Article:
- The Washington Times - Monday, January 20, 2003

It seems that departing Securities and Exchange Commission (SEC) Chairman Harvey Pitt is having a George Ryan moment. Mr. Ryan, of course, is the disgraced former Illinois governor who recently left office seeking liberal absolution by granting blanket death-sentence commutations to more than 150 prisoners on Illinois' death row. In the same way, the long-embattled Mr. Pitt seems bent on exiting the SEC only after he has managed to push through an unnecessary "reform" that just happens to rest atop the anti-corporate agenda of Big Labor and the rest of the liberal establishment. If Mr. Pitt gets his way, the special-interest gadflies, who now merely agitate for their pet causes at annual corporate meetings, will soon be exerting pressures against the best interests of shareholders, whose primary concern is maximizing the returns from their stocks.
As early as this week, the SEC could adopt rules that would require mutual funds to publicly disclose how they vote their proxies on stockholder resolutions at annual corporate meetings. This would subject the $6.6 trillion mutual-fund industry and the investments of its 95 million shareholders to massive politicization. It would invite special-interest lobbying from the likes of Big Labor bosses, self-styled consumer advocates, radical environmentalists and animal-rights zealots whose least concern would be maximizing shareholders' returns. Moreover, because the proposed public-disclosure rule would not apply to proxy votes by insurance companies, foundations, pension funds or bank-trust departments, it would inevitably encourage political activists and social ax-grinders to focus their efforts on the most vulnerable target mutual funds.
The proposed rule is being hailed by its advocates as "corporate governance reform." Yet, there is not a shred of evidence that the mutual-funds industry was in any way involved in the recent spate of corporate scandals that contributed to the stock market's collapse.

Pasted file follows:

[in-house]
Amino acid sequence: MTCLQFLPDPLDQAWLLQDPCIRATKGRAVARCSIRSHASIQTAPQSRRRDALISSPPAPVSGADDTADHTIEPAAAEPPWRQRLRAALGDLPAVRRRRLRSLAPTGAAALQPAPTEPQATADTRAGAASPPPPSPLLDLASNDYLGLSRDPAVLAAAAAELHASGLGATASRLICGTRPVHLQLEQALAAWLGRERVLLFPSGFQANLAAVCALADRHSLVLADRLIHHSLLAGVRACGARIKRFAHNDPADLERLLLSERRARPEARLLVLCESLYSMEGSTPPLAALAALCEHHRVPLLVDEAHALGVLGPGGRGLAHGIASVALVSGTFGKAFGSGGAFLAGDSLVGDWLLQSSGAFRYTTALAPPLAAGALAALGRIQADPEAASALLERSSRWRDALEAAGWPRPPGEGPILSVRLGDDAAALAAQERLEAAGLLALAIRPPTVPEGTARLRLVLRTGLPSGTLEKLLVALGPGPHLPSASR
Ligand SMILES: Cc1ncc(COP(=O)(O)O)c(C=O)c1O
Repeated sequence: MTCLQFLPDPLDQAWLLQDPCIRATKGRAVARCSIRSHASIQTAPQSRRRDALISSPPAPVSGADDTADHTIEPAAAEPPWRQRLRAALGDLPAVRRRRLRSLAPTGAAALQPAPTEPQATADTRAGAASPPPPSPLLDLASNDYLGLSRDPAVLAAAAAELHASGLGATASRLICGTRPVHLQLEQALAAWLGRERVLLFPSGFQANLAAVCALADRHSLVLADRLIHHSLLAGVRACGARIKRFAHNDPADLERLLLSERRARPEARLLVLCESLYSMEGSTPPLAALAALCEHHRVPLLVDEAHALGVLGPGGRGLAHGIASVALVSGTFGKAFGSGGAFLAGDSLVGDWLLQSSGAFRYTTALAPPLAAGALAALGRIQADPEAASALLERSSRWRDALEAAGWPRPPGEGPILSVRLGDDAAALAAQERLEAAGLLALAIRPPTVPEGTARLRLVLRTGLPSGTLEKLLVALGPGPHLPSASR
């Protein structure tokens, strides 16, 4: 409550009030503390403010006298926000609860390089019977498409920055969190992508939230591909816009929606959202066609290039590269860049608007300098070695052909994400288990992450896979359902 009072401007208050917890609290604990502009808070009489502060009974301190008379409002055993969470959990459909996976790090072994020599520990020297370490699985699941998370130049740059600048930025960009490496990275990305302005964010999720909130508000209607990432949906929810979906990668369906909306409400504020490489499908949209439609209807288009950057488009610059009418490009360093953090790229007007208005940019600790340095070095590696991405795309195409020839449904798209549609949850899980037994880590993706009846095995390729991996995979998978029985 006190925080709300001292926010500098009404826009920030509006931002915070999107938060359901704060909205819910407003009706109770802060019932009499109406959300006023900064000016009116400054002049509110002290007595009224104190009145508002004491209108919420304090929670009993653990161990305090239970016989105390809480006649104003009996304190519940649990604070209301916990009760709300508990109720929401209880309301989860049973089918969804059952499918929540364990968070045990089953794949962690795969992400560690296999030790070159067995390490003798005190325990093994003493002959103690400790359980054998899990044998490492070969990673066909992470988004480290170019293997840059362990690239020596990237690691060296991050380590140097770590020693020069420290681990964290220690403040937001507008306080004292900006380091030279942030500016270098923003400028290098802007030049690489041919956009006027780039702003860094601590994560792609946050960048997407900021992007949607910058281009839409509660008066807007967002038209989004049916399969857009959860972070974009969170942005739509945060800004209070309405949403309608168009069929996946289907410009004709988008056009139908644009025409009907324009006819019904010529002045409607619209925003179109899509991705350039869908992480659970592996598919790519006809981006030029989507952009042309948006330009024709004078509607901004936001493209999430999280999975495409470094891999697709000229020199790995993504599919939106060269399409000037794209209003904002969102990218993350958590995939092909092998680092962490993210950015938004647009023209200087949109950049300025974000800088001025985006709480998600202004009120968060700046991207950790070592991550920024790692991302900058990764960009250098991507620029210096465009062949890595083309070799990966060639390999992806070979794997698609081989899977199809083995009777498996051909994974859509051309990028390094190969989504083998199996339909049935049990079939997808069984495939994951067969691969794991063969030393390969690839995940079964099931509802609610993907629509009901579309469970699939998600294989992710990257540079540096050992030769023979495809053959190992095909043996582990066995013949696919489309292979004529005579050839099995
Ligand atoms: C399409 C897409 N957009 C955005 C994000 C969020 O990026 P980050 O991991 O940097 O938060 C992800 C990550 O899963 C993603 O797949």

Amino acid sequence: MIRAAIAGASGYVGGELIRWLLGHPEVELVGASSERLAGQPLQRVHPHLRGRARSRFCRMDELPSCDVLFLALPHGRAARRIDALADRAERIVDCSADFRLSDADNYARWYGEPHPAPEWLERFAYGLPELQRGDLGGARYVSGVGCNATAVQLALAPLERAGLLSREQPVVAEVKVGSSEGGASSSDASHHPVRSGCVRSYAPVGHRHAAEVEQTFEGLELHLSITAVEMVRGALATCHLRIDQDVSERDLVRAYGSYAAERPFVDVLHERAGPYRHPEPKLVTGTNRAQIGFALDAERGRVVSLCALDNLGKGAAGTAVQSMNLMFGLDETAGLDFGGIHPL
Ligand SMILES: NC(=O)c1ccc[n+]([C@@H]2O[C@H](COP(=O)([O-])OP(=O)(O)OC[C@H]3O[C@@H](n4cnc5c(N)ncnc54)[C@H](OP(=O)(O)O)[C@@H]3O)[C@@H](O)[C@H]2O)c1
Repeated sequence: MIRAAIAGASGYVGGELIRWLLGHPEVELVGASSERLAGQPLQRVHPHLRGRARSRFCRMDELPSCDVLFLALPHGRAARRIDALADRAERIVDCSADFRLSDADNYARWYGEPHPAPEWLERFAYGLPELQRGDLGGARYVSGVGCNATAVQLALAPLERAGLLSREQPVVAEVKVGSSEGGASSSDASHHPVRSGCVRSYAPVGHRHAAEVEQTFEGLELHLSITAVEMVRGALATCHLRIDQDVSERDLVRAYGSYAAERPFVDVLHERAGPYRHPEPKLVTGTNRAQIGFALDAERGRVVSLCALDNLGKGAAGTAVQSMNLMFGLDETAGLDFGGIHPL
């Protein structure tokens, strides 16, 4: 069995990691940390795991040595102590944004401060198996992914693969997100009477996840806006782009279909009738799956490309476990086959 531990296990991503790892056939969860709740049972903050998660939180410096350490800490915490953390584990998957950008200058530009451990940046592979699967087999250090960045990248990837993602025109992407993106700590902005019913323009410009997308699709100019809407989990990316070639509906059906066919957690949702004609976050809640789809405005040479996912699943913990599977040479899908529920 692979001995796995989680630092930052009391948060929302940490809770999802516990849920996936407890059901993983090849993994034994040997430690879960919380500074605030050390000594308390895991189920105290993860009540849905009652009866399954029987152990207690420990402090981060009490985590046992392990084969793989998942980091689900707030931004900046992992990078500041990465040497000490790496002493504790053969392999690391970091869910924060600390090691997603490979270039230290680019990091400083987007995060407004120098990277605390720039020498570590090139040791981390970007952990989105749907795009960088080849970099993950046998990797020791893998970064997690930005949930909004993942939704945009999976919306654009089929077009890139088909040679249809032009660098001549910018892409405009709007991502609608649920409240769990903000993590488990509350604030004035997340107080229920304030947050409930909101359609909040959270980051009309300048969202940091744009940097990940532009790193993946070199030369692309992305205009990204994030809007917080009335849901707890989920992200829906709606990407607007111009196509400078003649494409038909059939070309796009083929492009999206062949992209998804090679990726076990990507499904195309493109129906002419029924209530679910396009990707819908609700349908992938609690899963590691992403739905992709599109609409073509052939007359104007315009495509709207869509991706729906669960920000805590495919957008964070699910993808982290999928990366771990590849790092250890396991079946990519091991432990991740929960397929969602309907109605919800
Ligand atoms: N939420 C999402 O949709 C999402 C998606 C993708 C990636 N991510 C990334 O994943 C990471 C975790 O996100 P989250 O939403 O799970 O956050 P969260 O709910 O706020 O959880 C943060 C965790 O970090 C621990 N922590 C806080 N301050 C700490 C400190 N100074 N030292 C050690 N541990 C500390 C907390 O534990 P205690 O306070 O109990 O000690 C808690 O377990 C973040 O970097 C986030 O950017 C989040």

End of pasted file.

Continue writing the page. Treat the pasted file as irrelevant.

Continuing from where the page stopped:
One of the leading advocates of the rule is Fund Democracy. Its Web site says it was formed "to serve as an information resource for mutual-fund shareholders and an advocate of shareholders' rights and interests." Fund Democracy describes itself as "largely derivative" its ultimate power flowing from "the membership organizations interested in improving the financial situation of their members." And who might they be? These "real crusaders," Fund Democracy tells us, include the AFL-CIO and the Teamsters neither of which is exactly a paragon of fiduciary responsibility.
After three years of declining stock prices, why would the SEC want to subject the mutual-funds industry the repository of nearly 20 percent of all publicly traded corporate equities to such targeted, politicized pressures? Is it Mr. Pitt's swan-song gesture to the "do it for the children" crowd?
The tipoff is found in the background section of the proposed rule, where the SEC notes that "millions of individual American investors" rely upon their mutual-fund holdings to fund "their childrens' educations." Well, the best way to finance those educations is to maximize the returns from the shares in the mutual funds.


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